Many brides positively know what their wedding gown will look like long before they meet their groom, and they're not going to let a little thing _ OK, actually a huge thing _ known as the economy dash their dream dress.
They are seeking out gowns with smaller price-tags, according to industry experts, but their expectations haven't shrunk accordingly.
What's a gown designer to do?
Give these women what they want and bundle it up in a big white bow. There's really no arguing with a bride who has made up her mind.
At the most recent round of wedding fashion previews, observers said there were a lot of sellable gowns catering to a variety of tastes and lifestyles, none of which, however, were obviously pared-down. There might have been a little less beading and fewer exotic trims, such as feathers, to keep costs down, but there wasn't an industry-wide movement toward gowns on the cheap, the insiders said.
"When I try to think of one overriding theme, it's that brides still want the options for the wedding they want to have," said Darcy Miller, editorial director of Martha Stewart Weddings. And of course, she added, each bride wants a different kind of wedding; it's a traditional, formal blowout for one, a more casual beach bash for another.
"Because of the economic climate, a lot of brides are willing to get a DJ instead of a band, do it on Sunday instead of a Saturday night, but they still have the wedding and still have the dream of what they wanted their dress to be," Miller said.
Designer Monique Lhuillier said she feels almost protective when crafting wedding gowns, which is different than the trendsetter role she might play when working on red-carpet gowns or ready-to-wear clothes.
"It's a wedding, a celebration, a new life, a new love, a new chapter. I'm honored to be a part of it and rework the dress to make sure it's perfect in my own eye," said Lhuillier.
"I thought about the ultimate bride and how much we could give her," said another designer, Reem Acra. "The perfect look is that she wants to stay young, stay fresh and be able to travel with the dress."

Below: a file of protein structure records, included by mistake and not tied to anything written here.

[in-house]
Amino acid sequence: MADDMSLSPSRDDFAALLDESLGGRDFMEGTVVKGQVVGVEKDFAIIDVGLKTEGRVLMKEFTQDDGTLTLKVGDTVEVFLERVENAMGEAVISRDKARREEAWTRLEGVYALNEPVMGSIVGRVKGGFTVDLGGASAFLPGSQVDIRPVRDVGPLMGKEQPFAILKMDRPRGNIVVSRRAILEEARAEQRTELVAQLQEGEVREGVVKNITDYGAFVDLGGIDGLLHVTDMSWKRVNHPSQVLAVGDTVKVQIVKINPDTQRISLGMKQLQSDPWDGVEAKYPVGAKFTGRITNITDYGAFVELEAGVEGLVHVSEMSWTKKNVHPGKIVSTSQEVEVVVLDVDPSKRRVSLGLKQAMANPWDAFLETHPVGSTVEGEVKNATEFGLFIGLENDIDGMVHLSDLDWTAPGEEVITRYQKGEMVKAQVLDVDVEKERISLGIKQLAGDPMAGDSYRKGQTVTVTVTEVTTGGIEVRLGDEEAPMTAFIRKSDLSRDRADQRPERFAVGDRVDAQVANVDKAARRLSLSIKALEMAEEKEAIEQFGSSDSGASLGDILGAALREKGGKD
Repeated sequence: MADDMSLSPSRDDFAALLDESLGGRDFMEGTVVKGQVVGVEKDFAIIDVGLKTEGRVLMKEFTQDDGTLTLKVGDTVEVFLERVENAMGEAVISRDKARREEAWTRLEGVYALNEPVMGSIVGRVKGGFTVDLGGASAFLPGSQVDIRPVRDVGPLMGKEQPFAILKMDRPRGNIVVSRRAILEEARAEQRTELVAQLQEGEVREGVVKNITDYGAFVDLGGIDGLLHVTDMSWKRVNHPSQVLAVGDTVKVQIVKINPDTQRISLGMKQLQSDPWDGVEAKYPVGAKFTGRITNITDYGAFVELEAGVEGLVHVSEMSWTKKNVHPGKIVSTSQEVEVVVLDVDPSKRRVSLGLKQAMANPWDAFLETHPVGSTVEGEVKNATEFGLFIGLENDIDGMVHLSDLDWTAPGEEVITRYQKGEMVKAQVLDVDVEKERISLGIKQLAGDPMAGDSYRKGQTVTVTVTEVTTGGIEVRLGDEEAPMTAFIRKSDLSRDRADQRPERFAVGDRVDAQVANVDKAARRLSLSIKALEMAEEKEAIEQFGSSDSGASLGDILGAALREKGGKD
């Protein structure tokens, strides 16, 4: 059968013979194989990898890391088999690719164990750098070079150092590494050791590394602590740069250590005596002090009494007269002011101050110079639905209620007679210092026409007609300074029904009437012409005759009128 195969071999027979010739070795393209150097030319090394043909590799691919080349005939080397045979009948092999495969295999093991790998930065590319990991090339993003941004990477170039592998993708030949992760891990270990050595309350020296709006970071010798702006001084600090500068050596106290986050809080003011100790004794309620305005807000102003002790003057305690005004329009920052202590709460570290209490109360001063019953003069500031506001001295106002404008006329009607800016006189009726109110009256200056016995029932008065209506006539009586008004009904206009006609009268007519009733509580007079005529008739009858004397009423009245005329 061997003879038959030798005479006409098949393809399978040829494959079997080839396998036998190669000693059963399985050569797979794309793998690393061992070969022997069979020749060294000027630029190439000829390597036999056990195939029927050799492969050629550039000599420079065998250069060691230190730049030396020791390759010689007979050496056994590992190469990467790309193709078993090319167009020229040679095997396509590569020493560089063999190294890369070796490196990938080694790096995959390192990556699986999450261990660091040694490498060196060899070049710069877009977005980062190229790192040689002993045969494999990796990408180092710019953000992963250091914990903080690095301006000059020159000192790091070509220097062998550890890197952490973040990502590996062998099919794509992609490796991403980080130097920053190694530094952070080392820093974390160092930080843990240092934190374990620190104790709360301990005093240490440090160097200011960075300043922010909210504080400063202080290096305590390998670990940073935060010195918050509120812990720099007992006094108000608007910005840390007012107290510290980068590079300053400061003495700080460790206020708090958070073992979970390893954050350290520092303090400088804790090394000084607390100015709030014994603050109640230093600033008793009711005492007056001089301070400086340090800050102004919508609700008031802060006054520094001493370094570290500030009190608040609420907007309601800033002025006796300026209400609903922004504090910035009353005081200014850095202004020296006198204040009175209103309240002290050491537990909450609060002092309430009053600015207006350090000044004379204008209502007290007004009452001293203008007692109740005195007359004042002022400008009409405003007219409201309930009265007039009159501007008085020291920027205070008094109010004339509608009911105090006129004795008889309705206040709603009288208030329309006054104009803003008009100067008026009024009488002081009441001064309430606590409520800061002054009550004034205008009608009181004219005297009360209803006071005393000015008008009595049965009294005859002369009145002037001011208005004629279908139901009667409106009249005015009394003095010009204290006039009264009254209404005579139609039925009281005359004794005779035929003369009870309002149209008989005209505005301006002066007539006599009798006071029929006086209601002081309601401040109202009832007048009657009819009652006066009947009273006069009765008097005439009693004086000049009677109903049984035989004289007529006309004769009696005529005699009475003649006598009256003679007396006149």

Acra captured modern and airy silhouettes influenced by a trip to Japan, where she was impressed with gardens, Zen and an aesthetic of purity.
There's no "flash" in the gowns, Acra explained, since she was aiming for a sweeter sort of beauty, when a bride gets caught up in the romance of the occasion.
"You want the bride to feel like she's getting married _ that it's pure and real," she said. "After all, you're not getting married to throw a party or even to wear the dress. You are getting married to get married _ for you, for him, for the both of you _ and these dresses are supposed to reflect that."
Trends are barely a blip on Nicole Miller's radar as she does her bridal collection, nevermind that she also designs fashion-forward cocktail frocks.
A good, flattering gown that can be worn by different ages and body types is another story, though. "If I have a really good-selling evening gown, I'll do a version for bridal because I already know the silhouette is selling. I might add beading or longer train," she said.
Her favorite from her new collection is a crushed metal-taffeta dress with a pleated bottom and tucks up the front.
What brides want most is to look fantastic, and what they think about is how gowns flatter their figure and appear in photographs, Nicole Miller said. That's why corsets sell so well in bridal, she added with a laugh.
Michael Shettel, designer of the Alfred Angelo collection, said sleek and slim is one popular direction for brides; the other, at the opposite end of the spectrum, is the modern ballgown.
"We approached this season with the inspiration of jazz on a summer's day," said Shettel, who watched a 1958 documentary about the Newport Jazz Festival as part of his process. "What was striking was how modern the casual sort of dresses looked in 1958 with the juxtaposition of the jazz-world glamour."
The way to find the perfect dress, he said, is to try it on and see how it moves, because movement brings the dress alive.